The 4.5-mile-long Gorham Connector has won support from Gorham, Scarborough, South Portland and Westbrook.
Peter Mills, executive director of the Maine Turnpike Authority, stands near the start of a proposed highway that would connect south Gorham to the Portland area. Credit: Murray Carpenter / Maine Public

This story is part of Maine Public’s series “Climate Driven: A deep dive into Maine’s response, one county at a time.”

During rush hour, Route 114 in Gorham is packed with commuters in cars and trucks traveling from nearby towns to and from the Portland area.

That’s why Peter Mills, the executive director of the Maine Turnpike Authority, is pitching the Gorham Connector, a 4.5-mile-long road from south Gorham to exit 45 on the Maine Turnpike. Mills said the four-lane toll highway will shave time off of commutes.

“It greatly relieves traffic congestion, not only through Gorham but through Westbrook, and Scarborough, and even parts of South Portland,” he said.

The highway would cut through fields, woodlots and a golf course, and over the Stroudwater River and Red Brook. But Mills said the bypass beats the alternative of widening the cluttered roads.

“If you compare that with building a clean, independent four-lane road through open country, from south Gorham to exit 45, the independent road wins hands down. It is not acceptable to people to turn all of those local roads into route 302,” Mills said. “They don’t want to see it.”

Mills and his team developed the proposed route after talking to more than 100 home and business owners. They’ve already bought land and taken one key piece by eminent domain.

The towns of Gorham, Scarborough, South Portland and Westbrook strongly support the concept. But last summer the Portland City Council voted unanimously to ask the turnpike authority to stop work on the project, pending the results of a regional rapid transit study by the Greater Council Portland of Governments.

Nancy Smith, CEO of Grow Smart Maine, said, “I think it’s important to compare this proposed solution of the spur with the proposed solution of rapid transit.”

She’s hoping for the development of a rapid transit system to connect Gorham, Westbook and Portland. And the towns were connected by an electric trolley line more than a century ago. Smith said reducing miles traveled is key.

“If you still have that number of cars commuting in, in their own single vehicles … you’re not addressing the problem the way that a transit system would,” she said. “And that’s change. That’s very different from how most Mainers are used to getting to and from work. We love having our own cars. And change is hard.”

Portland transportation journalist Christian MilNeil is skeptical that the connector will solve the congestion problem. He said building more highway capacity makes it easier to drive, and that, in turn, increases the amount of driving. This is a concept known as induced demand. Build the highway, he said, and it will be quicker to drive to towns like Standish. Then, more people will move there, and traffic will increase.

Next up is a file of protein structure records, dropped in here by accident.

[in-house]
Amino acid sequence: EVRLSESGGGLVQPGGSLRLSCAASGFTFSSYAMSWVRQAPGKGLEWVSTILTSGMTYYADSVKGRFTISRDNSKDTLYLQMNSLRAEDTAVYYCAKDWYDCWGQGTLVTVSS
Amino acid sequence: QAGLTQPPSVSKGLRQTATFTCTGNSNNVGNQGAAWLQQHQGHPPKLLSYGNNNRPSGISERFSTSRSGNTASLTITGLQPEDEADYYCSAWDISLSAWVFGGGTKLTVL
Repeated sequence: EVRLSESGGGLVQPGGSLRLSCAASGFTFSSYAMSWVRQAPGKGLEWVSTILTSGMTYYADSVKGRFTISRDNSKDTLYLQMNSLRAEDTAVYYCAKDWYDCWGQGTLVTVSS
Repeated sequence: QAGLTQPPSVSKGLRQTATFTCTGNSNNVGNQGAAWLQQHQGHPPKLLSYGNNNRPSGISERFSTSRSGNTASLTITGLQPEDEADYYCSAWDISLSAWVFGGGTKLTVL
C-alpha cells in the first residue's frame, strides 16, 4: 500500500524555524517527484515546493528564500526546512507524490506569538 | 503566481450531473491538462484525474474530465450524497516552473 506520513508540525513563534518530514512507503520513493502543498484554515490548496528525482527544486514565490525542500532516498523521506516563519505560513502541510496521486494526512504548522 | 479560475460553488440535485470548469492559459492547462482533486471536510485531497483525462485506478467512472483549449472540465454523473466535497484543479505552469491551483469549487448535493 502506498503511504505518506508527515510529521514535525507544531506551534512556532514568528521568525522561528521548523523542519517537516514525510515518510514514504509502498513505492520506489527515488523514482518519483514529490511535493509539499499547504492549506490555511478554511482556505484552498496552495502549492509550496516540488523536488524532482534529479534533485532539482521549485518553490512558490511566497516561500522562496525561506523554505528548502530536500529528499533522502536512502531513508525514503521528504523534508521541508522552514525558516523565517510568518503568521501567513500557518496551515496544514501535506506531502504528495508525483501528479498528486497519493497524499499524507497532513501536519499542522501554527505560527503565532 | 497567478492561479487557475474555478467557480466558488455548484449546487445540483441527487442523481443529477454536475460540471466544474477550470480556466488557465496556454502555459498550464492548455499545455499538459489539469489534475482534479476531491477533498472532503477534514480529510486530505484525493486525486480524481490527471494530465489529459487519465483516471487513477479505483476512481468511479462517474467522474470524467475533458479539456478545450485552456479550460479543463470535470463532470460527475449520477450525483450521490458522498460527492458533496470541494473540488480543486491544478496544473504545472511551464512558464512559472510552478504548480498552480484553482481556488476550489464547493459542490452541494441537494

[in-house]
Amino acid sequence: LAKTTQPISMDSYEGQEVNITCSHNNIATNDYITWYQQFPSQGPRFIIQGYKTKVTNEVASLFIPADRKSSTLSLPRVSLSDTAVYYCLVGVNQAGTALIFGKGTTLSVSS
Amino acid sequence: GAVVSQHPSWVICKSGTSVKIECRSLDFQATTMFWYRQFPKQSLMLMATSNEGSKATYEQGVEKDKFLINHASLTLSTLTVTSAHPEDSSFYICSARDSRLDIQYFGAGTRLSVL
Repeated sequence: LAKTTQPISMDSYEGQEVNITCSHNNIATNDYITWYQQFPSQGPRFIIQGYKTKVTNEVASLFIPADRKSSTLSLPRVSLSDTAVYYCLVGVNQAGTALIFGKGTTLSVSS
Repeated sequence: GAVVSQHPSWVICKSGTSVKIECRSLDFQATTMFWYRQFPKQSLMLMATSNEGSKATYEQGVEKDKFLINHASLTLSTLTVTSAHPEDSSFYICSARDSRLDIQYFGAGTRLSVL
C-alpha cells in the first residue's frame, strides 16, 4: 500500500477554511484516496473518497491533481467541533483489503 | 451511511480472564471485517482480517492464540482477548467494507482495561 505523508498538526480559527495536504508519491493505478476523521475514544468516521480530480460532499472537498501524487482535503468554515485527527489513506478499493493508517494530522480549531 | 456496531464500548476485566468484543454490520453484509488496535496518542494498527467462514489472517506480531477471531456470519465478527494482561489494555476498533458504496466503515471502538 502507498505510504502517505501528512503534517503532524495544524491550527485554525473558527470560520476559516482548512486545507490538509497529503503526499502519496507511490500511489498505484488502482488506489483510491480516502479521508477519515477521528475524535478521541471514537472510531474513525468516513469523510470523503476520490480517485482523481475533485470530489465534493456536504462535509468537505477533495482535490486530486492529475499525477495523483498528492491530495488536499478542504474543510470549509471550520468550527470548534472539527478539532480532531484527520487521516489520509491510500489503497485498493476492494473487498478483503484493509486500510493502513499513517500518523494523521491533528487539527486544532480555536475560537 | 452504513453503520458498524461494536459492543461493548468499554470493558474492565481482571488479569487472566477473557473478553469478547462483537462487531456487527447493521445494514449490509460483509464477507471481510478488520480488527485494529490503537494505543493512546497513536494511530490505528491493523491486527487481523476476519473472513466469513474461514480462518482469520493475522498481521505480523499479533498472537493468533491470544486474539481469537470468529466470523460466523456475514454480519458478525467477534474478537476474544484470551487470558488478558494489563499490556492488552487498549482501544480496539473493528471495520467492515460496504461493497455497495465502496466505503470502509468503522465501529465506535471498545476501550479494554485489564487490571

“The conventional wisdom that new highways are going to solve traffic problems is very hard to overcome, even though there’s no evidence and no experience of that ever happening anywhere. That’s just a very appealing idea for a lot of people,” he said. “My only response is that we’ve been doing that for 80 years, and it’s never worked so maybe we need to try something different.”

MilNeil is also skeptical that the state will be able to attain climate goals in the climate plan developed by Maine Gov. Janet Mills, Peter Mills’ sister, without the turnpike taking more aggressive action to reduce both greenhouse gas emissions, and vehicle miles traveled.

But Mills said the turnpike is making climate-friendly strides by installing chargers for electric cars, for example, and by supporting transit options like Concord Coach Lines. And he thinks that building the new road could help meet a key goal of the state climate plan.

“It does ultimately reduce vehicle miles traveled if it makes transit feasible, or even bicycle paths feasible, alternatives feasible, well yes, miles go down as well,” he said. “But the first goal has to be getting traffic moving and reducing the hours people are spending in their vehicles.”

Commuters stopping at a convenience store near the middle of the proposed route have differing opinions about the plan.

Sam Lariviere, who lives in Westbrook and often travels these roads, has noticed traffic increasing over the years.

“It gets really hectic, even in the fall, it is pretty congested up in this area, all because of the rising population and stuff like that,” he said.

But Lariviere is not in favor of the connector. “I wouldn’t want to see one, because Maine is Maine, we like our small-knit communities, we like the quietness, we like what we like,” he said.

But Tyler Toothaker said the growth in this area demands better roads. He moved from Portland to Gorham two years ago, seeking a quieter place to raise a family. But his 11-mile commute to South Portland can take 45 minutes at rush hour.

“These surrounding communities Gorham, Standish, Buxton, I just met a couple who just moved to Limerick, I know people who moved out to Limington,” he said. “So to decongest some of these roads — 22, 202, 114 and 25 — would be a real help.”

Any help won’t be imminent, though. Mills expects the next steps in the process — public engagement and permitting — would take two or three years. And if the project gets permitted, construction could take another two or three years.

For now, these roads offer snarls of traffic, and glimpses of varying visions of Maine’s climate future.

This article appears through a media partnership with Maine Public.